Buffeted by huge deficits, higher taxes and service cuts, voters are deeply frustrated with the efforts of state officials to bring budgets in line. Although they would rather endure further spending reductions than see taxes go any higher, they are nevertheless willing to countenance some revenue increases if they can be convinced that the money will be spent efficiently.
Those are some of the conclusions of a new report from the Public Policy Institute of California and the Pew Center on the States, Stateline 's parent organization. The report is based on public opinion polls conducted in June in Arizona, California, Florida, Illinois and New York. The results show remarkable unanimity in public opinion across regions of the country that differ greatly from each other politically and demographically.
The report also reveals that most citizens have only a vague idea of the trade-offs that will be necessary to balance budgets. For instance, a majority of poll respondents wants to maintain funding for K-12 education and for human services. But in most states, those two areas will have to be rolled back significantly to balance budgets unless taxes go up. There is little public awareness that K-12 and human services, including Medicaid, account for more than 40 percent of budgets in all five states.
This is a time of massive transition in state capitals. At least half of the country's governors will be new next year, and newly elected lawmakers will take their seats in state legislative chambers in the midst of crippling budget difficulties exacerbated by the winding down of the federal stimulus program.
Not by sin alone
Those new legislators will find a public appetite for higher "sin taxes" and corporate taxes. Respondents prefer raising taxes on cigarettes, alcohol and gambling to increases in income or sales taxes, according to the report. Some states have already taken this approach. In 2009, 14 states raised cigarette taxes. This year, at least six have done so. New York raised its cigarette tax by $1.60 to $4.35 a pack, the highest rate in the country.
But sin taxes and corporate taxes bring in only a fraction of the revenue necessary to run state government. Prior to this year's increase, for example, New York's cigarette tax accounted for only 2 percent of the state's $65 billion in total revenues. In Arizona, the corporate income tax represents only 5.3 percent of the state's total tax revenue. Increasing it, which a majority of respondents would like to do, will not solve the state's budget problems, as the report points out.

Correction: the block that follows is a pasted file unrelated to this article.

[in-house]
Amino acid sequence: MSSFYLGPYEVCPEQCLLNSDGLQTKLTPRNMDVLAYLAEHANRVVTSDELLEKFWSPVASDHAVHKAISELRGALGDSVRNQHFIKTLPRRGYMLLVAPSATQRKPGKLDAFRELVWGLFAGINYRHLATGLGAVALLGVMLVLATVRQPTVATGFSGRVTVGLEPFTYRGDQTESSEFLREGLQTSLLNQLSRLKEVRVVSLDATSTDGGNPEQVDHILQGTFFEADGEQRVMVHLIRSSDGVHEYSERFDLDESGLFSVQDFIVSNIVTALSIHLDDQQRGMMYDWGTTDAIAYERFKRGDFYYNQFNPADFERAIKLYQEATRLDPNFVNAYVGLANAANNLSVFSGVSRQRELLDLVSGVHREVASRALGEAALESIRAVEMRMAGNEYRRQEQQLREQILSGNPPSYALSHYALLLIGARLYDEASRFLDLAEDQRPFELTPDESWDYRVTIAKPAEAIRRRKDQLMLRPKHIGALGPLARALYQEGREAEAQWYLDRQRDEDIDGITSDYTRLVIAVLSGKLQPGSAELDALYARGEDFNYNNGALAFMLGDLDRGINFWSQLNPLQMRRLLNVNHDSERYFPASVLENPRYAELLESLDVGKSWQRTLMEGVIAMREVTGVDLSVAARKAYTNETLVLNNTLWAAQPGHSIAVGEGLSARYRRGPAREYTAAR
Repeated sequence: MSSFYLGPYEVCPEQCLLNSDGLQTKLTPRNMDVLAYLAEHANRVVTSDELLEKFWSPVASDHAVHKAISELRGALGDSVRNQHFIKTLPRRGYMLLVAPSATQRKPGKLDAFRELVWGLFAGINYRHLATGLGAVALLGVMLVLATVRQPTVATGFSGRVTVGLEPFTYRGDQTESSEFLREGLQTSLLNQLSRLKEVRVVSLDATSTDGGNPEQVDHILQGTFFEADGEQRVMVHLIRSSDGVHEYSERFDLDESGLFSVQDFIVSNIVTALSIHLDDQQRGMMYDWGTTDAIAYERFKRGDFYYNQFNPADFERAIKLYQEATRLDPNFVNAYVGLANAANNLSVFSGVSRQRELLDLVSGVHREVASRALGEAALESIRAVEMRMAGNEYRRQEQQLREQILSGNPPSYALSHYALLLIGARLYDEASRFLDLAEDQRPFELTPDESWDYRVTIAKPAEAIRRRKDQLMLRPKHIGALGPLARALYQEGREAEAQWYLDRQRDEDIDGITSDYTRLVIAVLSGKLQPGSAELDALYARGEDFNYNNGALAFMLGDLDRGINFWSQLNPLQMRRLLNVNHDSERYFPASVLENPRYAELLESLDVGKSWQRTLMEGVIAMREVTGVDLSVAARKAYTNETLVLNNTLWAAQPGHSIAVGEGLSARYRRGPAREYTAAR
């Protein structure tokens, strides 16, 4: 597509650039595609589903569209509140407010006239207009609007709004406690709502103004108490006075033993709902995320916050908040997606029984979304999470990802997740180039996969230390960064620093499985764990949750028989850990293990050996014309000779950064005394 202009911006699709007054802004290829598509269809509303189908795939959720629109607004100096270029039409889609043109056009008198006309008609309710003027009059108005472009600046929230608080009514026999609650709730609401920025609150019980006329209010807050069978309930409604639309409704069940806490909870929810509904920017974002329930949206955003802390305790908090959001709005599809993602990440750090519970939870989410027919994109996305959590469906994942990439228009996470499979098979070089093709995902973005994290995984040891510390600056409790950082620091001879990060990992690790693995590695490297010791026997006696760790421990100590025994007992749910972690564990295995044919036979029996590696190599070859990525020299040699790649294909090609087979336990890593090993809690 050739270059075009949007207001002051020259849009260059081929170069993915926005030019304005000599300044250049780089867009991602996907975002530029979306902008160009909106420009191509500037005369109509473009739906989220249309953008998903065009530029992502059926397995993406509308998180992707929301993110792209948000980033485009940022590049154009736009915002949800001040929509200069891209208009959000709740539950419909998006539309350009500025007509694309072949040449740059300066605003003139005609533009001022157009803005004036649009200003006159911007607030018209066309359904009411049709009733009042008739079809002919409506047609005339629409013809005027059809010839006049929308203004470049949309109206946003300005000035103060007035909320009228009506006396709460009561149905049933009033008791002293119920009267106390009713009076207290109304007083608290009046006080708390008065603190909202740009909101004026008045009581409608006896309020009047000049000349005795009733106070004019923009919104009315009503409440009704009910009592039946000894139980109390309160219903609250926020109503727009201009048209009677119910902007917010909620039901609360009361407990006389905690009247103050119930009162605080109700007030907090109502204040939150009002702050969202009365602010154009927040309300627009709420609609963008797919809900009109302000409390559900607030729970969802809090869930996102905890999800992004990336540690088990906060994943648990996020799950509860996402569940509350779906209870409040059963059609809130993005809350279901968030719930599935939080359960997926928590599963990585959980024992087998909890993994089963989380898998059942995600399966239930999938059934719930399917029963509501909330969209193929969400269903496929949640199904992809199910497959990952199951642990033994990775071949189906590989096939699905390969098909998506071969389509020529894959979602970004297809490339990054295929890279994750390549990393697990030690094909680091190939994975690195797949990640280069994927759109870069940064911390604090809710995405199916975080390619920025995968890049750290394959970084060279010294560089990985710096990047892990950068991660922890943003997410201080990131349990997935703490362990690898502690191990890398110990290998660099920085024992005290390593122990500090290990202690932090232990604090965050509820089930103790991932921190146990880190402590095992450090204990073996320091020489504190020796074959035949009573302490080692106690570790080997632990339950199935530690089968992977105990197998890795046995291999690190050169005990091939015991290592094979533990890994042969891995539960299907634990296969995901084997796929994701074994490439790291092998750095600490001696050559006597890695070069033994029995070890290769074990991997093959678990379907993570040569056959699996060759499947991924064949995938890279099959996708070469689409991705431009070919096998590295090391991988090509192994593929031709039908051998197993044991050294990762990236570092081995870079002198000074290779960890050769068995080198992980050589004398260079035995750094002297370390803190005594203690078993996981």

There has been some evidence this year that voters will accept broader forms of tax increase. Arizona voters approved a temporary 1-cent sales tax increase this spring to finance education, health services and public safety. And Oregon voters agreed in January to raise income taxes on high earners and corporations. But tax increases have not solved those states' woes. Arizona faces a $2.25 billion budget gap this fiscal year and next. In May, Oregon fiscal analysts stunned lawmakers by telling them that the state's budget gap had widened to $563 million, barely four months after the tax increase vote.
Revolt against borrowing
Respondents in all five states also frowned on continued borrowing to balance budgets. "Borrowing is a very, very common part of the way state and local governments operate because cash flow varies during the year," says Mark Baldassare, president of the Public Policy Institute of California. "Where borrowing becomes problematic, of course, is when you have a large proportion of your current expenditures being covered by borrowing."
But many states have been doing just that. Borrowing has spiked in recent years as state governments have turned to creditors to make up for lost tax revenues. State and local government debt hit $2.3 trillion in 2009, twice as much as in 2000.
The report found that voters have lost trust in their state governments. Trust is stuck at 18 percent in California and 19 percent in Illinois and New York. Floridians and Arizonans are less pessimistic about their elected officials, with 31 percent of Florida respondents and 33 percent of Arizona respondents saying they trust their governments.
With deficits on the horizon this year and next, elected officials are going to have to be frank with the public about the choices they face, says Susan K. Urahn, managing director of the Pew Center on the States.
"Folks are willing to do their part in terms of dealing with those fiscal crises," she says. "There's an opportunity to really crystallize the public debate to make it clear to the public that there are a lot of choices to be made. Ultimately, leaders are simply going to have to lead."